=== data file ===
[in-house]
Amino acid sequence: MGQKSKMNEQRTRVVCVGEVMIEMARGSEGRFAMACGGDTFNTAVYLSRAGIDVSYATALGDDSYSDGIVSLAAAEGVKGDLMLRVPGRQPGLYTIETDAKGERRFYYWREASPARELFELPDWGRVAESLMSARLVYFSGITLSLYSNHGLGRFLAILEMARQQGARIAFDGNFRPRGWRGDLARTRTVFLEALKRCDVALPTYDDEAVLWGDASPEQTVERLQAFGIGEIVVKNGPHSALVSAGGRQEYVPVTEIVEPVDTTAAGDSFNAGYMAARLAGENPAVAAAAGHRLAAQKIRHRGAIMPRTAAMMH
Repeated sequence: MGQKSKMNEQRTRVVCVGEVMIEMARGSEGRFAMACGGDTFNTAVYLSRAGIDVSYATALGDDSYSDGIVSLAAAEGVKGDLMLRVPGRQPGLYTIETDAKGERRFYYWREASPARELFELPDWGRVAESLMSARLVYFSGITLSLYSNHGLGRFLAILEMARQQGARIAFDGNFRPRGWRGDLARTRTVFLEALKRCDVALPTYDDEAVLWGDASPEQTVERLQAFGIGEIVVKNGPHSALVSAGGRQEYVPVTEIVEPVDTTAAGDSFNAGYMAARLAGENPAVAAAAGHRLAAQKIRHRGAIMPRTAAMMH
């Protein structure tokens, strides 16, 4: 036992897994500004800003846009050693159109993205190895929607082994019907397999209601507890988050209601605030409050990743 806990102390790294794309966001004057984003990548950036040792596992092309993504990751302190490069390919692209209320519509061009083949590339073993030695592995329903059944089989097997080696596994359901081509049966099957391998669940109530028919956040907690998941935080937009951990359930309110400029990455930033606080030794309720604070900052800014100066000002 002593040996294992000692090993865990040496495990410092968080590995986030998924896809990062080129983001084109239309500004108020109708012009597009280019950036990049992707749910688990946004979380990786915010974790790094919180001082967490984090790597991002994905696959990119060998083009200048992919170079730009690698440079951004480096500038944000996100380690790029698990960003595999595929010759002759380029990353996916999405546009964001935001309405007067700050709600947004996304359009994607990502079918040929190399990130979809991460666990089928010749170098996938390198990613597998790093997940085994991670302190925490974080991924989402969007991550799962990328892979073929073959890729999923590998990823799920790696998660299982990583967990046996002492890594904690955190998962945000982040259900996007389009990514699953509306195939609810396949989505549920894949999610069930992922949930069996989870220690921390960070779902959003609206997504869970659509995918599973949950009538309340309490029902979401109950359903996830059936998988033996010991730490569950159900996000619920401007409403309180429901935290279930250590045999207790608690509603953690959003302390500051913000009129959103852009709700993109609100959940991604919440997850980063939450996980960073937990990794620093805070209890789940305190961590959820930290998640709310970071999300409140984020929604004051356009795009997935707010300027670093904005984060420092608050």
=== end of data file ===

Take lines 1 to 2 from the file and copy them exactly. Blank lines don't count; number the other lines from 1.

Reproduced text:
[in-house]
Amino acid sequence: MGQKSKMNEQRTRVVCVGEVMIEMARGSEGRFAMACGGDTFNTAVYLSRAGIDVSYATALGDDSYSDGIVSLAAAEGVKGDLMLRVPGRQPGLYTIETDAKGERRFYYWREASPARELFELPDWGRVAESLMSARLVYFSGITLSLYSNHGLGRFLAILEMARQQGARIAFDGNFRPRGWRGDLARTRTVFLEALKRCDVALPTYDDEAVLWGDASPEQTVERLQAFGIGEIVVKNGPHSALVSAGGRQEYVPVTEIVEPVDTTAAGDSFNAGYMAARLAGENPAVAAAAGHRLAAQKIRHRGAIMPRTAAMMH